“Honestly, I hope that other people will look at what somebody else did out of the kindness of their heart and it tugs on some heartstrings to make other people step up to the plate,” she said. “Let’s join together as a community and get behind something that’s really positive and worthwhile. Make the investment to help somebody else.”
Swain said she knows there are those who disapprove of RBC’s work because they strongly believe teens shouldn’t be having babies, and she has a message for them.
“That message is, please don’t pass judgment because you don’t know their stories. You’ve not walked in their shoes, and nobody’s perfect,” she said. “And just because they ended up pregnant at a young age and they’re single doesn’t give anybody the right to speak negative about them.”
Williamson said she believes improving the lives of young parents will improve the lives of their children, too, thereby making their families and communities stronger.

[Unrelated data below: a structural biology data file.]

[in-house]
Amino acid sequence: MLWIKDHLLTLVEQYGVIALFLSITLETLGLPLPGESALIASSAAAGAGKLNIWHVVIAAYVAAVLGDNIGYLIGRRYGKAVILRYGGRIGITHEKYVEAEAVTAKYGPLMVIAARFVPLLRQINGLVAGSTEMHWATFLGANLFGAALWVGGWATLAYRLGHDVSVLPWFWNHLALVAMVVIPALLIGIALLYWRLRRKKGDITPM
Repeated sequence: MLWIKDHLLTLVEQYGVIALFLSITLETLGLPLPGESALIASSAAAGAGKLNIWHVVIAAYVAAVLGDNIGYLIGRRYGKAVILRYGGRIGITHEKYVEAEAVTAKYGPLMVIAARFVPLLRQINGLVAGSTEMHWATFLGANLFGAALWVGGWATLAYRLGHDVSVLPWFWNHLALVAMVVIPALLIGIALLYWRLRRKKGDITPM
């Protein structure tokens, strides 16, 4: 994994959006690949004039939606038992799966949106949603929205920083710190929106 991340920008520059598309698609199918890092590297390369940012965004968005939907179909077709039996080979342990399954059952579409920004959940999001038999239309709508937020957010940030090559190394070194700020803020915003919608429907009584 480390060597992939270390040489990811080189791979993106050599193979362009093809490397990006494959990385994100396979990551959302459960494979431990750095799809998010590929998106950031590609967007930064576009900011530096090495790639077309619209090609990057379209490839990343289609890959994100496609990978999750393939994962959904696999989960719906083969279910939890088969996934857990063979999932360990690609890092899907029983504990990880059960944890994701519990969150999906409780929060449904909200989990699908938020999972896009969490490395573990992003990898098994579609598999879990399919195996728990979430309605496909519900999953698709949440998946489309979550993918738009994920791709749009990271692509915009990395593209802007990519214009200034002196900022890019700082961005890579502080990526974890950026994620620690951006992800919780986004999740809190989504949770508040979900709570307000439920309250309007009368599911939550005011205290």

“I also believe in generational blessings. And so my legacy 100 years from now or 1,000 years from now, when I’m no longer here, is that people will know that we all have the ability to make a difference,” she said. “My words to people are do what you can to make a difference in the life of somebody else. Because when you do that, it makes a difference in your own life in ways that you cannot even put into words.”
For Williamson, she said, it all comes down to kindness.
“You don’t have to be rich to be kind,” she said. “We all should has a master’s degree in kindness because it changes the world. It changes the outcomes of how we live, how we breathe, how we do life together.”
More information about Rosemary’s Babies Company is available online. Information about the capital campaign for Holloway House and how you can help is available online, too.
Acts of Kindness stories appear weekly on WCPO 9 News and WCPO.com. If you know about an act of kindness that you think should be highlighted, email Newsdesk@wcpo.com with the subject line “Acts of Kindness.”